As boxing Senators go, Manny Pacquiao surely is in a class by himself, capable of whipping any colleagues in the Philippines – not to mention his counterparts in the United States.
But at age 37, how much does he have left to offer against actual boxers, both in competitive and marketing terms?
We soon will find out.
Pacquiao, who retired in April after defeating Timothy Bradley and was elected to the Filipino Senate in May, will re-enter the ring on Nov. 5 against Jessie Vargas in a WBO welterweight championship fight in Las Vegas.
And the unusualness of Pacquiao’s dual-track career is far from the only thing different about the event.
Top Rank, Pacquiao’s long-time promoter, will produce and distribute the pay-per-view card itself, bypassing HBO or any other traditional boxing network.
“It’s just exciting, it’s empowering, it’s wonderful,” Top Rank president Todd duBoef said Wednesday.
Pacquiao still has a contractual agreement with HBO, which would have been interested in distributing the fight in October. But the Nov. 5 date he preferred because of his political obligations was a non-starter for HBO.
That was because of concerns over competition from the likes of college football and the Nov. 8 Presidential election, as well as the proximity to HBO’s Nov. 19 PPV featuring Sergey Kovalev against Andre Ward, also in Las Vegas.
So, introducing: Top Rank Pay-Per-View.
DuBoef said the transition has been seamless so far.
“It’s a little more empowering for all of us in the office because the decision-making is just us,” he said. “We don’t run it up the flagpole to see what one of our network partners think. We typically, on all of our fights, do all the commercials, all of the artwork, all of the stuff ourselves in-house. Everything you’ve seen is generated in-house anyway.”
One challenge will be promoting a seemingly less-than-scintillating matchup without the power of a network such as HBO or Showtime behind it. In other words, do not look for HBO to run a “24/7” series about Pacquiao-Vargas. HBO and Showtime also are the richest bankrollers of the TV boxing business.
But duBoef said the go-it-yourself model makes sense in a changing media environment.
“I think people get stuck in going with the same old behavior,” he said. “They’re used to regularity. They’re used to something that’s familiar. The evolution has changed drastically.”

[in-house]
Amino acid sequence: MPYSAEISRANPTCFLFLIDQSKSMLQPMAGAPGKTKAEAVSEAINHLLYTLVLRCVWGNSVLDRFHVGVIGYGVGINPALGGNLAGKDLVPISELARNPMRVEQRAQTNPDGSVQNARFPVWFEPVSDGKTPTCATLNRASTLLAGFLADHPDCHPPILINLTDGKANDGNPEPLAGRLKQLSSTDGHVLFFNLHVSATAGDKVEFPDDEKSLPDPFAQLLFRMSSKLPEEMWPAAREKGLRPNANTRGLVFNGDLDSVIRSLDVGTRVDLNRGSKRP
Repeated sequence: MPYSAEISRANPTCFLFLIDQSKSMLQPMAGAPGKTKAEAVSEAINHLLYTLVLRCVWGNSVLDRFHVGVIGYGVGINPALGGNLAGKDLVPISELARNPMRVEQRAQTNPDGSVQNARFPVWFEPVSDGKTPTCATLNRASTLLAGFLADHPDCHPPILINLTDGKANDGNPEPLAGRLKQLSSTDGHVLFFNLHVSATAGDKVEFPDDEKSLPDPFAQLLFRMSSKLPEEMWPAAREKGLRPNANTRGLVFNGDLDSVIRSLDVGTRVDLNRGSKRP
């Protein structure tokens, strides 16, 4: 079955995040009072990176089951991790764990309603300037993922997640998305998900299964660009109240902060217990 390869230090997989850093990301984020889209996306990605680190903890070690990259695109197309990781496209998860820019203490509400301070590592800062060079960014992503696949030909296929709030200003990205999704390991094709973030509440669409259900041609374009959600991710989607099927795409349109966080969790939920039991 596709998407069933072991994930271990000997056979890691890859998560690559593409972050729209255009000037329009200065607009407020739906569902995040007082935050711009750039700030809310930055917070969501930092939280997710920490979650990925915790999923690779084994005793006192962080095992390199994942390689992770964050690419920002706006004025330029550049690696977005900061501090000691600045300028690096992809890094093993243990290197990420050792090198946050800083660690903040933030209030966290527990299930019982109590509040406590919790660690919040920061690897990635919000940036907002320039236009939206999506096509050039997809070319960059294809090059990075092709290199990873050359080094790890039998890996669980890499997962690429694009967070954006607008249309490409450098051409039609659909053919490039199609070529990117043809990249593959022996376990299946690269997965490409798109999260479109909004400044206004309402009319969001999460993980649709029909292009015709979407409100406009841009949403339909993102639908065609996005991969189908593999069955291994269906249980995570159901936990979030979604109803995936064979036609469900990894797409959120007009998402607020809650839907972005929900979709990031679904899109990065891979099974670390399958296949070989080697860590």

Among the details Top Rank must address is assembling an announcing team.
“We have not announced announcers, but we are putting that together,” duBoef said. “One that confirmed [Tuesday] is fantastic, that is so outside-the-box but so terrific. I think when we finish the rest of it everybody will be impressed.”
HBO declined to comment on Top Rank’s pay-per-view show.
“Listen, obviously we have a great relationship with HBO,” duBoef said. “Our relationship is we’re very close with them and talk regularly . . . But the fact I can do it myself, I’m just saying this is a wonderful experience.”
Pacquiao, famously generous with his money and spending habits in general, has acknowledged that he needs boxing to supplement his modest income as a public servant. But duBoef said his motivation goes beyond that.
“What I get from Manny and what I’ve heard is that this is his DNA,” duBoef said. “It’s what made him what he is today. I think it’s one thing if his talent or abilities were slipping and that he would recognize that or that [trainer] Freddie [Roach] would recognize that.
“But I can just tell you that I was in the ring after the Bradley fight. Bradley looked at me and said, ‘That was the best damn Manny Pacquaio I ever fought.’ When you hear that, and this is a guy who it was his third time fighting him, he looked at me right in the eyes: ‘That was the best damn Pacquiao I ever fought.’
“I think that’s why he knows he can perform at the highest level and it’s part of his passion of life. It’s what got him to where he is today. I think that’s what’s driving him.”
Pacquiao never again will approach the 4.5 million pay-per-view buys his May 2015 fight against Floyd Mayweather Jr. generated, even if Mayweather were to decide to go to that well one more time.
DuBoef said another shot at Mayweather is not Pacquiao’s end game.
“Manny has never chased a fighter,” he said. “He always said he wanted a fighter, but never chased a fighter. His desires are to continue in the ring. He has plenty of other things he can do. He does not have to get back in the ring.”
Top Rank believes there still is no shortage of interest, even outside the Philippines.
“He is at the top of all conversations in boxing, across anybody’s conversation,” duBoef said. “He was half of the biggest event of all time. That fight grossed silly amounts of money in four hours. And through his political ambitions and his athletic prowess he created a very big name for himself globally.
“And as we always say he’s like the welfare system. He’s such a giver to everybody. So I think it all connects.”
Top Rank will be on its own to make that connection to boxing fans.
“The media landscape has changed so drastically that I think everybody should look at it,” duBoef said. “I think they should look at the product not being silo-ed into one platform or promotion, or silo-ed in a certain way . . . We’re long-term embracing these different ways to get to fight fans.”
He said that unlike entities such as HBO and Showtime, Top Rank can focus more narrowly on its core mission.
“We’re in the boxing business,” he said. “Boxing and entertainment – that is my business. The other networks or networks in general are in the subscriber business. They’re not as narrowly focused as I am . . . The power to be a content holder and get to masses of people not just through one silo-ed platform is very appealing to us.”